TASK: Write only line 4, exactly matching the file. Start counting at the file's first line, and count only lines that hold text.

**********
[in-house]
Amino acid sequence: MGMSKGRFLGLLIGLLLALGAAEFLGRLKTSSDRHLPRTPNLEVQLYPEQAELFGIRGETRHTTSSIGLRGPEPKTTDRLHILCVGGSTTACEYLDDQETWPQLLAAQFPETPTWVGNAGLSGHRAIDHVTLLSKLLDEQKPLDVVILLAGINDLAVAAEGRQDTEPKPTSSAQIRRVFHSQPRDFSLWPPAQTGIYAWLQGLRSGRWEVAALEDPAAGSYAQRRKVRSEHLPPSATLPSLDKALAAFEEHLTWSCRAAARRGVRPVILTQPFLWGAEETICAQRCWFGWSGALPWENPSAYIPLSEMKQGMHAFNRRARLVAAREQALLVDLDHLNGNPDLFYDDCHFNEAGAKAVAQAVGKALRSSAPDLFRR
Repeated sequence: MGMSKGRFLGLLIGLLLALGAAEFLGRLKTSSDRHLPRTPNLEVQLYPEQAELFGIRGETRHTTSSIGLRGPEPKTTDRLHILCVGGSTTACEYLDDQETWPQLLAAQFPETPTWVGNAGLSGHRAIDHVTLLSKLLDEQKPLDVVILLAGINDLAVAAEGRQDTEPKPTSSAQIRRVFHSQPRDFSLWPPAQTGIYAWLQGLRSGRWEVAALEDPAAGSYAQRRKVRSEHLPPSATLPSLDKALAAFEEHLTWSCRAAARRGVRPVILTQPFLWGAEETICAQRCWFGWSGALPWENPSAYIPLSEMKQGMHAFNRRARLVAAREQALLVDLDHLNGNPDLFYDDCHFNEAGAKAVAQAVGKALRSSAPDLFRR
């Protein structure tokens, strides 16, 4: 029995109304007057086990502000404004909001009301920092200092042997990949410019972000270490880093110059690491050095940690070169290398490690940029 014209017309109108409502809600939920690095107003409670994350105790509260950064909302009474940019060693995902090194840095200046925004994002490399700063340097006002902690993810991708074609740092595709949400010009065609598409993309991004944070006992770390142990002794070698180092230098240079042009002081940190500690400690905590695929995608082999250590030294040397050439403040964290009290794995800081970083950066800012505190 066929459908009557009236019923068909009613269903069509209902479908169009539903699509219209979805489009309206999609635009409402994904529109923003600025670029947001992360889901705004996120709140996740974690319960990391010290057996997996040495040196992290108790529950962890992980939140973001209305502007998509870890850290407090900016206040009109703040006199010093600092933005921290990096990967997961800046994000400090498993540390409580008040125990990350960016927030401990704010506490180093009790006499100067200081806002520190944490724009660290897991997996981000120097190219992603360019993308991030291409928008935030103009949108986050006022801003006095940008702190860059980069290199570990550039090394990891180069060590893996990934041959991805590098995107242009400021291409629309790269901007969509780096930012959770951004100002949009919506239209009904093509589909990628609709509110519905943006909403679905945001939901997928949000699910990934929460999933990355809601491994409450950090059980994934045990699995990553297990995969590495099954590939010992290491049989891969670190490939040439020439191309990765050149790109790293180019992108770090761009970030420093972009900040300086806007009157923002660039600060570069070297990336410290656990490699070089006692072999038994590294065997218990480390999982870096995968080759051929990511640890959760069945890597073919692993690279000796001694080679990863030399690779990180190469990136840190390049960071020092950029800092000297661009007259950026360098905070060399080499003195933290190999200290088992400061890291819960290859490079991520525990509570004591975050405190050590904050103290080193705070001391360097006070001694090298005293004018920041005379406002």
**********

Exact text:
């Protein structure tokens, strides 16, 4: 029995109304007057086990502000404004909001009301920092200092042997990949410019972000270490880093110059690491050095940690070169290398490690940029 014209017309109108409502809600939920690095107003409670994350105790509260950064909302009474940019060693995902090194840095200046925004994002490399700063340097006002902690993810991708074609740092595709949400010009065609598409993309991004944070006992770390142990002794070698180092230098240079042009002081940190500690400690905590695929995608082999250590030294040397050439403040964290009290794995800081970083950066800012505190 066929459908009557009236019923068909009613269903069509209902479908169009539903699509219209979805489009309206999609635009409402994904529109923003600025670029947001992360889901705004996120709140996740974690319960990391010290057996997996040495040196992290108790529950962890992980939140973001209305502007998509870890850290407090900016206040009109703040006199010093600092933005921290990096990967997961800046994000400090498993540390409580008040125990990350960016927030401990704010506490180093009790006499100067200081806002520190944490724009660290897991997996981000120097190219992603360019993308991030291409928008935030103009949108986050006022801003006095940008702190860059980069290199570990550039090394990891180069060590893996990934041959991805590098995107242009400021291409629309790269901007969509780096930012959770951004100002949009919506239209009904093509589909990628609709509110519905943006909403679905945001939901997928949000699910990934929460999933990355809601491994409450950090059980994934045990699995990553297990995969590495099954590939010992290491049989891969670190490939040439020439191309990765050149790109790293180019992108770090761009970030420093972009900040300086806007009157923002660039600060570069070297990336410290656990490699070089006692072999038994590294065997218990480390999982870096995968080759051929990511640890959760069945890597073919692993690279000796001694080679990863030399690779990180190469990136840190390049960071020092950029800092000297661009007259950026360098905070060399080499003195933290190999200290088992400061890291819960290859490079991520525990509570004591975050405190050590904050103290080193705070001391360097006070001694090298005293004018920041005379406002």